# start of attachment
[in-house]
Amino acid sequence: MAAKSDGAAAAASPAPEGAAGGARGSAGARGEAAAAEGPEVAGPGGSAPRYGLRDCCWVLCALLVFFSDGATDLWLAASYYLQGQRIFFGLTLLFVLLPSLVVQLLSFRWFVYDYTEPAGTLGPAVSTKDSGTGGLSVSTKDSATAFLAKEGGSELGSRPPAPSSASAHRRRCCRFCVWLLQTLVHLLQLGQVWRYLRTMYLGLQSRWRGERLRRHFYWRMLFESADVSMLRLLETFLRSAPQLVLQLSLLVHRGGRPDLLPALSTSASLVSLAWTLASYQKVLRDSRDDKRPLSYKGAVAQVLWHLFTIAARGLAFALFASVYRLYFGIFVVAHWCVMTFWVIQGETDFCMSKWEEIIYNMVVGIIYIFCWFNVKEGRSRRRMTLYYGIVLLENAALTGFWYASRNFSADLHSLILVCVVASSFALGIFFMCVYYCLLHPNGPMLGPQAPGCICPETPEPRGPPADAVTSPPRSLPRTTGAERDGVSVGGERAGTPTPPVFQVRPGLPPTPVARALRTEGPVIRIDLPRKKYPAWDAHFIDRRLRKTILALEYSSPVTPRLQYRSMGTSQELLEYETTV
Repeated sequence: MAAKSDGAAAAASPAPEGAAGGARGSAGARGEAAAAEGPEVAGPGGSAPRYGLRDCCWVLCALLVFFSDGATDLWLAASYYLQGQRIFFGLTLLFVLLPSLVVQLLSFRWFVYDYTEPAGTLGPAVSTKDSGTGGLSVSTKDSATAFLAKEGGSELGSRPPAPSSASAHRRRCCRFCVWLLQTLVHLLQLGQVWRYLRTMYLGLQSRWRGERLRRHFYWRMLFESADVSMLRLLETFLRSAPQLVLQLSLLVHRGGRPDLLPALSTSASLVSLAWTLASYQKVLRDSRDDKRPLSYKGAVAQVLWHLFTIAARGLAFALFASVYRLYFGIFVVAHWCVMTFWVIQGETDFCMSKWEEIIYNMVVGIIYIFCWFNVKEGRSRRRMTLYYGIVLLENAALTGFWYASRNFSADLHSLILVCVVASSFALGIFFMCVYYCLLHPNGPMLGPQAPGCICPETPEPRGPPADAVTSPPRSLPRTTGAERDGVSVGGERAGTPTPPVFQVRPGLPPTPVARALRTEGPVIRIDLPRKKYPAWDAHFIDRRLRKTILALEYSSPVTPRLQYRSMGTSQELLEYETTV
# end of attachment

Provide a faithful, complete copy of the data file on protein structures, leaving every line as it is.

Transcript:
[in-house]
Amino acid sequence: MAAKSDGAAAAASPAPEGAAGGARGSAGARGEAAAAEGPEVAGPGGSAPRYGLRDCCWVLCALLVFFSDGATDLWLAASYYLQGQRIFFGLTLLFVLLPSLVVQLLSFRWFVYDYTEPAGTLGPAVSTKDSGTGGLSVSTKDSATAFLAKEGGSELGSRPPAPSSASAHRRRCCRFCVWLLQTLVHLLQLGQVWRYLRTMYLGLQSRWRGERLRRHFYWRMLFESADVSMLRLLETFLRSAPQLVLQLSLLVHRGGRPDLLPALSTSASLVSLAWTLASYQKVLRDSRDDKRPLSYKGAVAQVLWHLFTIAARGLAFALFASVYRLYFGIFVVAHWCVMTFWVIQGETDFCMSKWEEIIYNMVVGIIYIFCWFNVKEGRSRRRMTLYYGIVLLENAALTGFWYASRNFSADLHSLILVCVVASSFALGIFFMCVYYCLLHPNGPMLGPQAPGCICPETPEPRGPPADAVTSPPRSLPRTTGAERDGVSVGGERAGTPTPPVFQVRPGLPPTPVARALRTEGPVIRIDLPRKKYPAWDAHFIDRRLRKTILALEYSSPVTPRLQYRSMGTSQELLEYETTV
Repeated sequence: MAAKSDGAAAAASPAPEGAAGGARGSAGARGEAAAAEGPEVAGPGGSAPRYGLRDCCWVLCALLVFFSDGATDLWLAASYYLQGQRIFFGLTLLFVLLPSLVVQLLSFRWFVYDYTEPAGTLGPAVSTKDSGTGGLSVSTKDSATAFLAKEGGSELGSRPPAPSSASAHRRRCCRFCVWLLQTLVHLLQLGQVWRYLRTMYLGLQSRWRGERLRRHFYWRMLFESADVSMLRLLETFLRSAPQLVLQLSLLVHRGGRPDLLPALSTSASLVSLAWTLASYQKVLRDSRDDKRPLSYKGAVAQVLWHLFTIAARGLAFALFASVYRLYFGIFVVAHWCVMTFWVIQGETDFCMSKWEEIIYNMVVGIIYIFCWFNVKEGRSRRRMTLYYGIVLLENAALTGFWYASRNFSADLHSLILVCVVASSFALGIFFMCVYYCLLHPNGPMLGPQAPGCICPETPEPRGPPADAVTSPPRSLPRTTGAERDGVSVGGERAGTPTPPVFQVRPGLPPTPVARALRTEGPVIRIDLPRKKYPAWDAHFIDRRLRKTILALEYSSPVTPRLQYRSMGTSQELLEYETTV